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Church and Quire in Ingleton, Yorkshire

from The Story of My Village (1840-50) by Anthony Hewitson

The church, recently rebuilt, was a gloomy and severely plain structure, both internally and externally. The pews were high and of all shapes and sizes, and in winter time the floors of some of them were covered in straw. The reading and preaching were done in a desk-fronted contrivance of the three-decker kind. The minister was a highly cultured, stern-looking old gentleman and he wore a very dark wig, which added solemnity to the austerity of his aspect. This was the Rev. William Waller B.D., and he was an admirable preacher. Sometimes he would cease from speaking for a moment or two to take a drink of wine from a pretty large glass or goblet which he had on a shelf within the pulpit. At the close of each service and when the congregation had got to the door, comments were usually made on the service and they were invariably of a laudatory character.

The parish clerk, Paul Berry, whose business it was to read the responses and lessons and announce the psalms to be sung was a very antiquated, singularly-ramshackle individual. He would now and then fall fast asleep and require rousing to make his response or he would start up and say "Amen" loudly at a point where it was unnecessary or he would give out the wrong psalm. Altogether he was a source of much astonishment, amusement and annoyance, but being an old church official he was allowed to remain at his post until at last age and infirmity entirely incapacitated him from clerking.

The church choir, located in a clumsy, dingy, unsightly gallery at the west end of the church, amounted to a curiosity. The members of it consisted of the village schoolmaster, a shoemaker, a couple of joiners, one or two colliers and several lads. The instruments played comprised a clarionet, a cornopean, a bassoon, a flute and a bass fiddle. The tunes were in many cases very ancient and some of them involved a whimsical division of words and reiteration of syllables at the end of certain lines. The amusingly absurd style adopted, of splitting words and repeating the splits at line ends, was just on par with the plan referred to in an article on the "Humours of Rustic Psalmody" which appeared in the Cornhill Magazine.

You might have heard the singers lustily proclaiming their defiance to the Decalogue in "I love to steal, I love to steal," while all they meant to do was "to steal awhile away" to some imaginary realm of blessedness. "Stir up this stu-, stir up this stu-," was only the fuguing form of "Stir up this stupid heart to pray." So with "And take thy pil-, and take thy pilgrim home"; "My poor pol-, my poor pol-, my poor polluted heart"; "And more eggs, more exalt our joys"; "I love thee bet-, I love thee better than before"; "And catch the flee-, and catch the fleeting hour", and many more entertaining instances of perverted sense of song.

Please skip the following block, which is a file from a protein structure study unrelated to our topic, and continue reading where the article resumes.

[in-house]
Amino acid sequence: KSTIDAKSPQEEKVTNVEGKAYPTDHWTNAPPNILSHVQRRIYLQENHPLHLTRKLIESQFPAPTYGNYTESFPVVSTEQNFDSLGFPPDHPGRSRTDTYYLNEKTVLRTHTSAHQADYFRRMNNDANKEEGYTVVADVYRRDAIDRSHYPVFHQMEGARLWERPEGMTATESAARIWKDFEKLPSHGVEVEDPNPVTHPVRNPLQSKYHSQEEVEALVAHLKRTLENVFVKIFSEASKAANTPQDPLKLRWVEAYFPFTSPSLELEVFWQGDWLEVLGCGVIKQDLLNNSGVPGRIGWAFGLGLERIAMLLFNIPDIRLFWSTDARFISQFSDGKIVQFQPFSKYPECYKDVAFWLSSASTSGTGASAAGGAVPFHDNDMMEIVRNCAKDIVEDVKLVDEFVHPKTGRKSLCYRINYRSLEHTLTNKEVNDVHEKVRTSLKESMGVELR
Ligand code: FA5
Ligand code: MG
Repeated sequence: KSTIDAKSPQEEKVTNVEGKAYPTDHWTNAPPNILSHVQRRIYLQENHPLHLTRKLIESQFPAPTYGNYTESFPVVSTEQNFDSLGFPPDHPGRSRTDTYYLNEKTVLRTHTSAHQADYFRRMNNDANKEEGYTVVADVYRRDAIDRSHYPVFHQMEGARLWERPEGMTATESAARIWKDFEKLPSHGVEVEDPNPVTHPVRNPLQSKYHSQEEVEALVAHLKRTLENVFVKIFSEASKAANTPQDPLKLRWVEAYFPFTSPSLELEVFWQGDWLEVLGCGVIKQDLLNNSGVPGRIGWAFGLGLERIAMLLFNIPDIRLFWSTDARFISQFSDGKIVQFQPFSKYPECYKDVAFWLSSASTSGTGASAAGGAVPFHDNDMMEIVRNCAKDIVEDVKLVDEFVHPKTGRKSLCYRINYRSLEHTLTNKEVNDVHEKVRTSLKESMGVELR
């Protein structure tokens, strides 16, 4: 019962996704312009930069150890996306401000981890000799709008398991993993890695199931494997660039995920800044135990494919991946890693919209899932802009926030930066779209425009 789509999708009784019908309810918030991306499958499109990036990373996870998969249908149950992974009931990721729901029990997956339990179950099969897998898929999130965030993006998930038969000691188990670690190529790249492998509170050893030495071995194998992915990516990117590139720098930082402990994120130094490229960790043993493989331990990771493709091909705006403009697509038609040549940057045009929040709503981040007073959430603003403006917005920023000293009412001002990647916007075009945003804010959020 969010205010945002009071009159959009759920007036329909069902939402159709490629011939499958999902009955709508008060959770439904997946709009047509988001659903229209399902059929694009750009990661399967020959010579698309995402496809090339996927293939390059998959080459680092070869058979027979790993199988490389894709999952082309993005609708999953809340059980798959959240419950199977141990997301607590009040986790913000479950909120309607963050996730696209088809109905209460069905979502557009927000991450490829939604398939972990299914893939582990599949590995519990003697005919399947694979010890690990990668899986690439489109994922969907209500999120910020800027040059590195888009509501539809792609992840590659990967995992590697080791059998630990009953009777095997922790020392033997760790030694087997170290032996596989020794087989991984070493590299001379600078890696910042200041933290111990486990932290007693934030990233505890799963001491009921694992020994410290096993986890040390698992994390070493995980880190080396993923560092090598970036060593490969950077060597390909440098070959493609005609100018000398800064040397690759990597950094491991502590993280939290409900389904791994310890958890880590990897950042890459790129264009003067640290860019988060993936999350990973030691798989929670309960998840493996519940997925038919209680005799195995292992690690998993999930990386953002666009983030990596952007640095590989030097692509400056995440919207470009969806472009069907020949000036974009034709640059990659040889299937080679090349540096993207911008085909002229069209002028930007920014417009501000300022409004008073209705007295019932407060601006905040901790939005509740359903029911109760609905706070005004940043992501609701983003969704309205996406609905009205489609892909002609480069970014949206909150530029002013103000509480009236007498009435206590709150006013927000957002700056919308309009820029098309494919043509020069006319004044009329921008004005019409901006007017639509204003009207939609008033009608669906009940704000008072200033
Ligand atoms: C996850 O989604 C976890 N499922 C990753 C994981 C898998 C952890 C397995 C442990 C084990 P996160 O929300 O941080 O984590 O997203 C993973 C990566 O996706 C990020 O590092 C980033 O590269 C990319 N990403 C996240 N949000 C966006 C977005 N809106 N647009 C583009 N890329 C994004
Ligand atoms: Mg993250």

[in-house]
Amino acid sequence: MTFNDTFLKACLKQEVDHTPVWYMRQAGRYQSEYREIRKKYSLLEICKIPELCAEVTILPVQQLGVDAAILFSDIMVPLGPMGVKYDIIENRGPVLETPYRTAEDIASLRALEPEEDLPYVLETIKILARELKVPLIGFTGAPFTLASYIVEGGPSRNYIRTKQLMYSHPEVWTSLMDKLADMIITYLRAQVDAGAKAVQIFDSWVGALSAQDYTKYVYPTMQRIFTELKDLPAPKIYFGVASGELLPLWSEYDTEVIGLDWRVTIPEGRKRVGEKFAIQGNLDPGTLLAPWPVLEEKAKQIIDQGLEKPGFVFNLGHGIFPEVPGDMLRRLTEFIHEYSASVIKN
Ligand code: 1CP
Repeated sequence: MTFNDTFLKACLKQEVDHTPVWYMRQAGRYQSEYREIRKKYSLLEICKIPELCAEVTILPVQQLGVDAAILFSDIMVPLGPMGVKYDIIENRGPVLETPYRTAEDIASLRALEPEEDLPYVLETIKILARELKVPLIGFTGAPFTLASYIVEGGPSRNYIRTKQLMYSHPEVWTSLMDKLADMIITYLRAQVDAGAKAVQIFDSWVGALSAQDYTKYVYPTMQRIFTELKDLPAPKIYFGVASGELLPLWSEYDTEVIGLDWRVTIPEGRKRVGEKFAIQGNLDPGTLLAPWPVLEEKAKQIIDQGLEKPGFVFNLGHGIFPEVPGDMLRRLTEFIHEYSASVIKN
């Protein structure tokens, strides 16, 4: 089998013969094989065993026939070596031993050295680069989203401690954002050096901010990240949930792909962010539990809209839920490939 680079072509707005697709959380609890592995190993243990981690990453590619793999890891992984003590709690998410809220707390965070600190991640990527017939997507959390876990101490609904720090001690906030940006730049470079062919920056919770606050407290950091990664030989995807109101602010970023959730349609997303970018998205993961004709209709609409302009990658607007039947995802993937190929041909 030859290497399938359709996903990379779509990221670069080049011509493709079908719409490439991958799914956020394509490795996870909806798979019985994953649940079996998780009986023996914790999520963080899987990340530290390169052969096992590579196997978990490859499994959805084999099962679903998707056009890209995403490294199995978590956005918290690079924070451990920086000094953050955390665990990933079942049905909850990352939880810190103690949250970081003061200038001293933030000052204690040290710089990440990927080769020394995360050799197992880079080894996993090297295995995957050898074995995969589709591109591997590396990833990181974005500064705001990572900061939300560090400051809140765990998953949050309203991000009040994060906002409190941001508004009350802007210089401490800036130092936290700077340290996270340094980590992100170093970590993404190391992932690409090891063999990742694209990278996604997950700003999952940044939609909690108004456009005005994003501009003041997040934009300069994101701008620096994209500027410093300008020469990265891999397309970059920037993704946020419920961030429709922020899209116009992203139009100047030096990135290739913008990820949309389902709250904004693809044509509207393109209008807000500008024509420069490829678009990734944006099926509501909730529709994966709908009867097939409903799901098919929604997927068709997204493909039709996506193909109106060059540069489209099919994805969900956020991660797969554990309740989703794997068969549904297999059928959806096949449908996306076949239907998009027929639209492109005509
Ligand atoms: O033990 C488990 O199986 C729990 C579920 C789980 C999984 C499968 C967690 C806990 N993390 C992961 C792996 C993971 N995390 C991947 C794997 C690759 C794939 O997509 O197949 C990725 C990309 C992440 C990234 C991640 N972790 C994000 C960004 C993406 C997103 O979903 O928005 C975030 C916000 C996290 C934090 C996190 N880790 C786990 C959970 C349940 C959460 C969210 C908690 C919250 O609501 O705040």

The instrumental play was primitive and the vocalisation of the lads by whom the singing was principally done was crude. They were, with perhaps one or two exceptions, quite ignorant of musical notation and if it had been gauged by anything like a moderate standard of efficiency would have been pronounced a most precious melange of noise. But we who were present thought differently, for when we saw the clarionet player's cheeks intumescent and purple, and beheld the man with the cornopean rapidly pressing the little pistons surmounting it, and the flautists pouting extensively near the top of his instrument, and the bassooner puffing mightily and the individual in charge of the big fiddle working away across the centre of it almost as energetically as if he were trying to saw some huge piece of wood asunder, and all the lads staring keenly and warbling with wide open mouths, then we felt proud of the choir, and thought that the "music" was going grandly.

The members of the choir got no direct pay for their services, but at Christmas they experienced a sort of compensation. They went out playing and singing and during several nights they had a high old time of it. Waifs and carollers took the field antecendently and received various gifts, but the choir people got the lion's share in the domains of hospitality and pecuniary liberality. They visited the principal houses in the village, went to all substantial ones - those of farmers forming the majority - in various nearby districts and left no stone unturned by way of procuring money gifts or refreshments.

Their programme was arranged in sections and the different places selected were taken in turn until the whole had been operated upon. They played and sung, and their list of melodies was curiously varied - it ranged from the hymn, "Hark the herald angels sing" to the erotic rondeau, "Here's a health to all good lasses." At each house visited they opened a vein of generosity and in the country districts they not only got money but liberal supplies of refreshments. By the heads of farmhouses, which places they usually reached at night-time, they were invariably well received. In nearly all instances they were asked in, and whenthey went in they took up positions round the hearth. Thus located they sang and played vigorously, supped freely out of a puch bowl or a large tankard or from glasses separately handed about. Before leaving they gossipped and joked with members of the household in the liveliest of ways on the oddest of subjects. In this style they worked through their Christmas programme. From country places they usually returned home very late and some of them never definitely knew how they reached their own domiciles or what time they got to bed.


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